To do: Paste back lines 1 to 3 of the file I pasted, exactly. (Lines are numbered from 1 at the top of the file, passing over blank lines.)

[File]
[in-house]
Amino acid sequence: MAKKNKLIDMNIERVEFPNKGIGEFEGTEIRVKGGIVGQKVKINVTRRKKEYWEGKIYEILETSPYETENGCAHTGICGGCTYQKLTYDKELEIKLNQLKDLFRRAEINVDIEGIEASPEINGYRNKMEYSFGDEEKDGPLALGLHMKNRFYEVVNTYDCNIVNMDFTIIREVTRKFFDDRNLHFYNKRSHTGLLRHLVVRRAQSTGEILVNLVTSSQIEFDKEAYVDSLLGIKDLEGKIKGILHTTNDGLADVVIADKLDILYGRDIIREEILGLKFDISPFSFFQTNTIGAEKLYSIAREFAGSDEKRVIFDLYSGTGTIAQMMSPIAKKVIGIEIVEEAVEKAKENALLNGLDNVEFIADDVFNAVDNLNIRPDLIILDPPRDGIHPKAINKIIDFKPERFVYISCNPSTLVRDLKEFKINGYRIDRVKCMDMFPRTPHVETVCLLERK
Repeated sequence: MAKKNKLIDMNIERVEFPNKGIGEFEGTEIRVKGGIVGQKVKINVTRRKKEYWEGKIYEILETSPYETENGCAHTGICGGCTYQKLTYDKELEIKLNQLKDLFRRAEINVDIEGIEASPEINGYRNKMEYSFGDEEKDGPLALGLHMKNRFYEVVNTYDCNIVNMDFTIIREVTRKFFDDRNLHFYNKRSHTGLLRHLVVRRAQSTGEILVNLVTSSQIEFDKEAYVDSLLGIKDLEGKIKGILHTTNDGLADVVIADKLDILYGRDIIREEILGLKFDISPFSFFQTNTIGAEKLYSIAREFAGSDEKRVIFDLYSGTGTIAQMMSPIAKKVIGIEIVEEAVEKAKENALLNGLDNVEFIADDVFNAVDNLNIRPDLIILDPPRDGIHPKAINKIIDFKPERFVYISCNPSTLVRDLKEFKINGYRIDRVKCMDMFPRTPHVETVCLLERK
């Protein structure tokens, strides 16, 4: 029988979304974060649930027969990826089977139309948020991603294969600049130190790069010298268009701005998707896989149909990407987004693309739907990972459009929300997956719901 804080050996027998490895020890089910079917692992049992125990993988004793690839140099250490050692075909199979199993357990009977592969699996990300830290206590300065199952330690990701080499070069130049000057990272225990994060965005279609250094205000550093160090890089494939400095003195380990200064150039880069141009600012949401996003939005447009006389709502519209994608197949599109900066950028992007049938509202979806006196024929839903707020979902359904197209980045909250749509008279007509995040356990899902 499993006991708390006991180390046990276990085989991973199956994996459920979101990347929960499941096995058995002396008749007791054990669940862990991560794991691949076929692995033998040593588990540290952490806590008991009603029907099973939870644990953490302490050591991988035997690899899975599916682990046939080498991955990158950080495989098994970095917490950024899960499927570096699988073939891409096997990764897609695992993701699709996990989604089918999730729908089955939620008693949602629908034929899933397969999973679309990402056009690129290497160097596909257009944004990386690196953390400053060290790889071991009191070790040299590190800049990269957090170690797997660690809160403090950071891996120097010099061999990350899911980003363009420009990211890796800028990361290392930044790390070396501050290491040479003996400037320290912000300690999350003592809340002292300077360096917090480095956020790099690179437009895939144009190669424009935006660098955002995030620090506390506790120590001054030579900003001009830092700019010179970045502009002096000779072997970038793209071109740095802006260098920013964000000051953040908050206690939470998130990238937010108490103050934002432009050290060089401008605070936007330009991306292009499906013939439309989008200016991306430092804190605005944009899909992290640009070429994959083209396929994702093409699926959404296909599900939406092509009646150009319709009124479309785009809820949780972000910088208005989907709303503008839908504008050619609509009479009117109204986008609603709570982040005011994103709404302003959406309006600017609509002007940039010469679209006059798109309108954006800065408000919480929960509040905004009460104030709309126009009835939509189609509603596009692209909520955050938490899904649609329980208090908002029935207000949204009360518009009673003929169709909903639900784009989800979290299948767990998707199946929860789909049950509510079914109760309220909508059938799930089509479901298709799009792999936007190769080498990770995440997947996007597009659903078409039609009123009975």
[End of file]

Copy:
[in-house]
Amino acid sequence: MAKKNKLIDMNIERVEFPNKGIGEFEGTEIRVKGGIVGQKVKINVTRRKKEYWEGKIYEILETSPYETENGCAHTGICGGCTYQKLTYDKELEIKLNQLKDLFRRAEINVDIEGIEASPEINGYRNKMEYSFGDEEKDGPLALGLHMKNRFYEVVNTYDCNIVNMDFTIIREVTRKFFDDRNLHFYNKRSHTGLLRHLVVRRAQSTGEILVNLVTSSQIEFDKEAYVDSLLGIKDLEGKIKGILHTTNDGLADVVIADKLDILYGRDIIREEILGLKFDISPFSFFQTNTIGAEKLYSIAREFAGSDEKRVIFDLYSGTGTIAQMMSPIAKKVIGIEIVEEAVEKAKENALLNGLDNVEFIADDVFNAVDNLNIRPDLIILDPPRDGIHPKAINKIIDFKPERFVYISCNPSTLVRDLKEFKINGYRIDRVKCMDMFPRTPHVETVCLLERK
Repeated sequence: MAKKNKLIDMNIERVEFPNKGIGEFEGTEIRVKGGIVGQKVKINVTRRKKEYWEGKIYEILETSPYETENGCAHTGICGGCTYQKLTYDKELEIKLNQLKDLFRRAEINVDIEGIEASPEINGYRNKMEYSFGDEEKDGPLALGLHMKNRFYEVVNTYDCNIVNMDFTIIREVTRKFFDDRNLHFYNKRSHTGLLRHLVVRRAQSTGEILVNLVTSSQIEFDKEAYVDSLLGIKDLEGKIKGILHTTNDGLADVVIADKLDILYGRDIIREEILGLKFDISPFSFFQTNTIGAEKLYSIAREFAGSDEKRVIFDLYSGTGTIAQMMSPIAKKVIGIEIVEEAVEKAKENALLNGLDNVEFIADDVFNAVDNLNIRPDLIILDPPRDGIHPKAINKIIDFKPERFVYISCNPSTLVRDLKEFKINGYRIDRVKCMDMFPRTPHVETVCLLERK